Look fast! The shortest total lunar eclipse of the century takes place on Saturday, and the most reliable way to see it may well be online. That's especially true if you live in the half of the world where the sun will be shining.
NASA says the full moon will darken to a dusky red between 7:57 and 8:02 a.m. ET Saturday. Skywatchers on America's East Coast will miss out on totality because the moon will have set by that time. But at least the buildup will be visible: Just before sunrise, Easterners (and folks in western South America) can watch our planet's shadow creep over the moon's disk. That creeping partial phase begins at 6:16 a.m. ET.
The western U.S. should be able to catch the entire total phase. The event will also be visible in Asia and the Pacific, to varying degrees — but Europe and Africa will be shut out completely.
Let our news meet your inbox. The news and stories that matters, delivered weekday mornings.
Lunar eclipses are totally different from solar eclipses: First of all, it's safe to gaze at the moon during every phase of the event, and it can be fun to watch through binoculars or a telescope. What's more, an entire hemisphere can see it simultaneously — depending on the weather, of course.
During a solar eclipse, the moon comes between the sun and Earth. During a lunar eclipse, Earth comes between the sun and the moon. But even during the total phase of a lunar eclipse, Earth's atmosphere refracts enough sunlight to throw the reddish glow of countless sunsets onto the full moon's surface. That's why a total lunar eclipse is often called a "blood moon."
The course of an eclipse depends on the precise orbital path that the moon follows in its orbit. If the full moon passes outside Earth's shadow, there's no eclipse. This weekend's total eclipse is so brief because the moon traces a path that barely goes through our planet's full shadow, also known as the umbra. NASA's calculations suggest totality will last less than five minutes, while the U.S. Naval Observatory goes with a duration of 12 minutes (7:54 to 8:06 a.m. ET). Either way, it's darn short.
There's another quirk that makes this eclipse worthy of note: It's the third in a series of four lunar eclipses over the course of 18 months, a phenomenon that astronomers call a "tetrad."
"The most unique thing about the 2014-2015 tetrad is that all of them are visible for all or parts of the USA," NASA's Fred Espenak said a year ago when the first eclipse in the series occurred. The next such tetrad unfolds in 2032-2033, when Australians will have the best seats in the house.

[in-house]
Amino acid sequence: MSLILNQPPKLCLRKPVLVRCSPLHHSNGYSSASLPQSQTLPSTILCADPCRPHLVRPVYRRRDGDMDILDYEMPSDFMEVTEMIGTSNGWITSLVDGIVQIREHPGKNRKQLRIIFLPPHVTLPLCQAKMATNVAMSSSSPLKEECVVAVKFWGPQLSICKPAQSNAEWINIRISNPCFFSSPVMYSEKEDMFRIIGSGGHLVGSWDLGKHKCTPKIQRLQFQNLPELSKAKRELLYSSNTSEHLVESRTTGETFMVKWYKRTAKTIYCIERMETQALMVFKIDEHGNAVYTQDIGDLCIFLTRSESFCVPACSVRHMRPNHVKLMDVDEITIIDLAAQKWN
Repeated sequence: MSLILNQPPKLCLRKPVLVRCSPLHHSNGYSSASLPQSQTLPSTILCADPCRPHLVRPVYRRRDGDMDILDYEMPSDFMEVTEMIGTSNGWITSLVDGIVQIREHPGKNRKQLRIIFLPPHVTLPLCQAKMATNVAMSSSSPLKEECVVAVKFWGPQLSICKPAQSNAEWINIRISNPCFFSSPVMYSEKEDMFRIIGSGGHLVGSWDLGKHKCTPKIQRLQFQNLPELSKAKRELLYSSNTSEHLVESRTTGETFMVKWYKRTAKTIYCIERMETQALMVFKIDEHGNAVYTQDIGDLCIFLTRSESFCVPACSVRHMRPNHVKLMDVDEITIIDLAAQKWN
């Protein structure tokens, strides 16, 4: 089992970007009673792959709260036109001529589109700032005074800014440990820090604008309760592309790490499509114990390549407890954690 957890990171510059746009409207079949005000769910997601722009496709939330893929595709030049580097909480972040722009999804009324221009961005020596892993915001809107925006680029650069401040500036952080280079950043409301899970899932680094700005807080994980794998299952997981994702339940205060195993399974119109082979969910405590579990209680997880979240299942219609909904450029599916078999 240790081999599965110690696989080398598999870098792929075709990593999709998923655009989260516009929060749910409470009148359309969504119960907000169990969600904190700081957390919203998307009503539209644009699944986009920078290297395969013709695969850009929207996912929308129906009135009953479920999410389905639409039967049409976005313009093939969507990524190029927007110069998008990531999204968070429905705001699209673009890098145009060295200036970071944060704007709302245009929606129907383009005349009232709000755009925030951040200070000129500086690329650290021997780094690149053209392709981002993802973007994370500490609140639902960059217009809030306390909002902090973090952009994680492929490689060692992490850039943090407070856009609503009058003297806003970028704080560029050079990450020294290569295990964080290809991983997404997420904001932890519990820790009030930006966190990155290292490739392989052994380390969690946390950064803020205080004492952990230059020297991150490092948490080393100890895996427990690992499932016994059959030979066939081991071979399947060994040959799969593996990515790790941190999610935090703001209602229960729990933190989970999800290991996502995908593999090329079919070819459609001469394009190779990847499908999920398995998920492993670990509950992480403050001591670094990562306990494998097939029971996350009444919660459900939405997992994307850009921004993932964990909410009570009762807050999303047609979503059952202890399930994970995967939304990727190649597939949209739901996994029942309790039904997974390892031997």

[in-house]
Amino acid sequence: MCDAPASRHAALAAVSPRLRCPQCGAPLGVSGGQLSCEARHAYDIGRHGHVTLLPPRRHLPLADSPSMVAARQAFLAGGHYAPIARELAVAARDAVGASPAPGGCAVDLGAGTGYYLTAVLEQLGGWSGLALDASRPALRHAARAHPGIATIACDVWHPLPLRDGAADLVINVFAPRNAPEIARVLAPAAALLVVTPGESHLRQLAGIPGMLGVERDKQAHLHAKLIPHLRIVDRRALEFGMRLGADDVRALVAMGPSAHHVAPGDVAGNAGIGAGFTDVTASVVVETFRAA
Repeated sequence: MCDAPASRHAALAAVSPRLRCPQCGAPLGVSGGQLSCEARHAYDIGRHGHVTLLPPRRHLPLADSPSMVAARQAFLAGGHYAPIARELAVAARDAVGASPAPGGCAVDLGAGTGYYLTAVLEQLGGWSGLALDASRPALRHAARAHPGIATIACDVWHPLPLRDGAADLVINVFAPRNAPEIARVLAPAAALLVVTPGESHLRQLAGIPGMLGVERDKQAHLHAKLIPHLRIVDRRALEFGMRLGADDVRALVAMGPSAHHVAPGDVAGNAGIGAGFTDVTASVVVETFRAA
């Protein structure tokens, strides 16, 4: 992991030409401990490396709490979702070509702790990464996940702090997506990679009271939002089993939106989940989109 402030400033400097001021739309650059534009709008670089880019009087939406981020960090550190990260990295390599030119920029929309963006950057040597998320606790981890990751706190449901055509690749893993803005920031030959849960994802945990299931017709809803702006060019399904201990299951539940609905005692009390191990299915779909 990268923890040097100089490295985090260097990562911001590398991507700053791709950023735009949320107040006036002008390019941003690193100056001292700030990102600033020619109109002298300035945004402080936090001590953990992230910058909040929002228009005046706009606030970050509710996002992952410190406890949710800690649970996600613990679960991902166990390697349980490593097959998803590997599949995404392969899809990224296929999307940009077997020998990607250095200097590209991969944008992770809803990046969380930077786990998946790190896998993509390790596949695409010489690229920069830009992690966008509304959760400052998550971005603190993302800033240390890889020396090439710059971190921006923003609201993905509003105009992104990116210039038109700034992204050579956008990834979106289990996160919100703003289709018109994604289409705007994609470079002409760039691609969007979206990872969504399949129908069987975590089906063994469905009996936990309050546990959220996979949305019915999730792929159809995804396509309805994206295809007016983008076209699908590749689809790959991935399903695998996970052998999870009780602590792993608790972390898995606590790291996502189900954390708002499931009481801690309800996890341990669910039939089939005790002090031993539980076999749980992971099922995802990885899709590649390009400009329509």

The Slooh online observatory will put on a webcast featuring eclipse imagery from several venues, plus commentary from Bob Berman, Will Gater and Eric Edelman. The show starts at 6 a.m. ET. Use the hashtag #BreakfastEclipse to tweet questions to the hosts.
The Virtual Telescope 2.0 website will stream eclipse imagery starting at 6 a.m. ET, thanks to team members from Australia, Panama, Costa Rica and the United States. Italian astrophysicist Gianluca Masi is the coordinator and lead commentator.
NASA's Marshall Space Flight Center will have astronomer Mitzi Adams on hand to answer questions via the @NASA_Marshall Twitter account, starting at 6 a.m. ET. Tweet questions with the hashtag #Eclipse2015. Keep an eye on Marshall's Ustream video channel as well.
Got pictures? Please share them with us by using the hashtag #NBCeclipse on Twitter or Instagram. We'll put together a selection of eclipse pics after the big event. The next total lunar eclipse takes place on Sept. 28.
Alan Boyle is the science editor for NBC News Digital. He joined MSNBC.com at its inception in July 1996, and took on the science role in July 1997 with the landing of NASA's Mars Pathfinder probe. Boyle is responsible for coverage of science and space for NBCNews.com.
Boyle joined NBCNews.com from the Seattle Post-Intelligencer, where he was the foreign desk editor from 1987 to 1996. Boyle has won awards for science journalism from numerous organizations, including the National Academies, the American Association for the Advancement of Science and the National Association of Science Writers. Boyle is the author of "The Case for Pluto: How a Little Planet Made a Big Difference." He lives in Bellevue, Wash.